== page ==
in April 2013. Ms. Cooper’s complaint sparked a federal investigation into the actions of the Miami-Dade County Transit Authority, the City of Miami, and the City of Coral Gables regarding the transit maintenance facility. In October 2013, the FTA found all three entities, Miami-Dade County, the City of Miami, and the City of Coral Gables in violation of Department of Transportation's Federal Title VI regulations because they failed to perform a required equity analysis and conduct community outreach during the planning stages of the project. The FTA further found that both the City of Coral Gables and the City of Miami were unaware of any Title VI requirements and, therefore, have no process for ensuring compliance with Title VI regulations. The FTA then ordered all three entities to undertake immediate action to come into compliance with its Title VI regulations. The voluntary compliance efforts of the responsible entities are still ongoing.
Historic Charles Avenue Project By Matthew Fowler
Charles Avenue, a short three-block long street running from Main Highway to Douglas Road in Coconut Grove, contains the largest, most undiluted concentration of historic structures in the City of Miami. In recognition of these significant historical assets, Charles Avenue received City of Miami designation as a “Historic Corridor.” At the request of the City of Miami, in December 2012, the Historic Black Church Program (HBCP) Civil Rights Project, in partnership with the Coconut Grove Collaborative, Inc., formed a community focus group to develop strategies to promote, preserve, and protect Charles Avenue. Efforts began by conducting a survey to gauge Charles Avenue residents interest in historic preservation. Based on the positive response, during Spring and Fall 2013, HBCP students held monthly meetings with residents and facilitated 2
discussion to develop goals and objectives for enhancing this historic street. Discussion focused on legal issues such as historic resource designation and historic preservation ordinance code enforcement, design issues such as streetlights, signage, and historic marker selection, and cultural issues such as an oral history video project and a heritage festival. After significant resident input, during Spring 2014, HBCP students met monthly with the Collaborative and pro bono design and planning professionals to develop concrete strategies and proposals to present to the City of Miami. They have focused on developing revised draft Neighborhood Conservation District regulations specifically tailored to Charles Avenue and designing a new and improved street plan incorporating historic features. n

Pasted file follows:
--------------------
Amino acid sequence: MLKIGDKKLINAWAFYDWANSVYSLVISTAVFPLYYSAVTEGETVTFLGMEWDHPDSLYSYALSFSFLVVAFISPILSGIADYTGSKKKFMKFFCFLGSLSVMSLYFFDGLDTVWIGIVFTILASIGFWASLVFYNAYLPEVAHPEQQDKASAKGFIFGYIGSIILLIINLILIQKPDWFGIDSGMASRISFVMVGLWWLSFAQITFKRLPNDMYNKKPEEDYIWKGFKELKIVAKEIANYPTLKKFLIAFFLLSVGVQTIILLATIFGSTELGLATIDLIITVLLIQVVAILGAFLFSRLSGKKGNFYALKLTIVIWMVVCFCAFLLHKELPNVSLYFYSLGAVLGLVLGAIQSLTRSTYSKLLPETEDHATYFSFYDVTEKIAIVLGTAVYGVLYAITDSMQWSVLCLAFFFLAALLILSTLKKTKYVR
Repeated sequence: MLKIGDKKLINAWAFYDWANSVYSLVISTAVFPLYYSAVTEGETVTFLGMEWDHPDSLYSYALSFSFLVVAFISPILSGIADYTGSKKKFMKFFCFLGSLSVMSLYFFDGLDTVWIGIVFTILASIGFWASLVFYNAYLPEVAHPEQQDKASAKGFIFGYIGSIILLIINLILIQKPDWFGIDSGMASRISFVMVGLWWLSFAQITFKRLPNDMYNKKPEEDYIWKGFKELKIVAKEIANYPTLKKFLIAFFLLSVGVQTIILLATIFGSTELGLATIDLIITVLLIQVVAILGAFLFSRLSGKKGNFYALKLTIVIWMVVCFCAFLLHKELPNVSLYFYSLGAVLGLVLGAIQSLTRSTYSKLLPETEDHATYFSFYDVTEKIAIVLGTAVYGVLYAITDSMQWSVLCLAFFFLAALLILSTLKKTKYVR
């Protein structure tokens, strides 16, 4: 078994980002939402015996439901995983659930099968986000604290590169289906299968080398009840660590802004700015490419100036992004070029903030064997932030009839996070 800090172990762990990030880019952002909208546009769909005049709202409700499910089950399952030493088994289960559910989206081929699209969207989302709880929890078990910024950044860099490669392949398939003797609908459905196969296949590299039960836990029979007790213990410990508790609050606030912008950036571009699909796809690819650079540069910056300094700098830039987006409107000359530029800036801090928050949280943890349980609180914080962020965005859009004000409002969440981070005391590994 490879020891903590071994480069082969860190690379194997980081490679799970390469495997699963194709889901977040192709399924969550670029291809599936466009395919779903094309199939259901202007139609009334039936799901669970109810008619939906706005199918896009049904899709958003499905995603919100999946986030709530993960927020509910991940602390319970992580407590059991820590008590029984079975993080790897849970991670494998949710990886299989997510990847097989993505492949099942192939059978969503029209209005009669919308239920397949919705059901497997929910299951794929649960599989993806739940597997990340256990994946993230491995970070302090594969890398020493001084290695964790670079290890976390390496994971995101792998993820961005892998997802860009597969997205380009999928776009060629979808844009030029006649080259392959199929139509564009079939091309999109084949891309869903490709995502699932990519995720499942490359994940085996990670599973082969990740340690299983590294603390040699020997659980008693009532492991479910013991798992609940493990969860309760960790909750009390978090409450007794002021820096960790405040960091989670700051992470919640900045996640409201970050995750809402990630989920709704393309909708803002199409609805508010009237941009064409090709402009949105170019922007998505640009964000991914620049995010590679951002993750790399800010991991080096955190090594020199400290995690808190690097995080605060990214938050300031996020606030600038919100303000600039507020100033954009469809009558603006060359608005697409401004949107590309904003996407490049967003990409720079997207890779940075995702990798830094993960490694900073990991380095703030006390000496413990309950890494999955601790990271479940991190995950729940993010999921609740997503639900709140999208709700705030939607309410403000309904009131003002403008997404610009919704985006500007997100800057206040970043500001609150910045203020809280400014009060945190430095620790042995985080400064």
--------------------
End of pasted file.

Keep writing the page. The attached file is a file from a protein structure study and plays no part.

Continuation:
HBCP students’ involvement did not end with the original training sessions. The fellows and interns also researched legal issues and prepared legal memoranda at the request of Ralf Brookes, the pro bono attorney representing Ms. Cooper. Ms. Cooper also filed two additional FTA complaints for related issues. This experience allowed students to improve their legal research and writing skills, develop an in-depth understanding of administrative law, and advance their ethical and public interest values. n
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Center Students Assist West Grove Community in Blocking Trolley-Bus Garage LLC, and the West Grove plaintiffs stayed their litigation to enter into settlement negotiations. A settlement agreement was signed at the end of the summer of 2014, in which no trolleys would be permitted at the site. Additionally, the West Grove residents secured a restrictive covenant on the property for 5 years that would prohibit any use relating to automobiles, cars, motorcycles, or other vehicles, among other restrictions not currently provided for in the local zoning code. The settlement and restrictive covenant was a tremendous achievement for the West Grove community and involved a joint effort between the pro bono litigation team’s generous assistance, the Center’s students, and the dedicated community members who fought against the trolley garage. The community, with the assistance of public-private partnerships with local investors, is seeking to purchase the trolley facility from Astor Trolley LLC, and hopes to transform it into a facility that will benefit the West Grove community. n